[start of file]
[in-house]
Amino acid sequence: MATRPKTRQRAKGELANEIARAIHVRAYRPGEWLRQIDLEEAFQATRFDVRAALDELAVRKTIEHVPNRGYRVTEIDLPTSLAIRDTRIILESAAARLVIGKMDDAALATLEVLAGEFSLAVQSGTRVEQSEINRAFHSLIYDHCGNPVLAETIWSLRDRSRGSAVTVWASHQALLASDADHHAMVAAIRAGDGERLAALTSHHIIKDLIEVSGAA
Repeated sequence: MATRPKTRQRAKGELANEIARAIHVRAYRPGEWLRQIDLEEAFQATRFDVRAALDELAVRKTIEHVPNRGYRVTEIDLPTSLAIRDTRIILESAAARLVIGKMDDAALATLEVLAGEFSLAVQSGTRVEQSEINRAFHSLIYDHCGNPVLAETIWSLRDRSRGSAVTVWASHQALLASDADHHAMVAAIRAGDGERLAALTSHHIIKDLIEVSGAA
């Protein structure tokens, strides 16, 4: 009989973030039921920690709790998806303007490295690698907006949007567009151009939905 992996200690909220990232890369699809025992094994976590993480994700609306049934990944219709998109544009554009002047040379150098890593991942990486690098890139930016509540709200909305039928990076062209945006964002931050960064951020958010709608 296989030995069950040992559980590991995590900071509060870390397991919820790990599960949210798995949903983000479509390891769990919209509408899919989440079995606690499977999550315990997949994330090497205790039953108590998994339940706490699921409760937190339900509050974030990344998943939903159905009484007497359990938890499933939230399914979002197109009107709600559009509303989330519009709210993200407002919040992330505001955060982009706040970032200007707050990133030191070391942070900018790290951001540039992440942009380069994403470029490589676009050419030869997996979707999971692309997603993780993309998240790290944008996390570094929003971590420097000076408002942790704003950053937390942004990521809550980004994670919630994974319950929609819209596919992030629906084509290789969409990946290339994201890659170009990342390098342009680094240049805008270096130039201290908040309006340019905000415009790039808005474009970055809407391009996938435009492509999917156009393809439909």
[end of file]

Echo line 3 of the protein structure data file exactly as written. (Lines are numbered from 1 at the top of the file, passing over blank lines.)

Repeated sequence: MATRPKTRQRAKGELANEIARAIHVRAYRPGEWLRQIDLEEAFQATRFDVRAALDELAVRKTIEHVPNRGYRVTEIDLPTSLAIRDTRIILESAAARLVIGKMDDAALATLEVLAGEFSLAVQSGTRVEQSEINRAFHSLIYDHCGNPVLAETIWSLRDRSRGSAVTVWASHQALLASDADHHAMVAAIRAGDGERLAALTSHHIIKDLIEVSGAA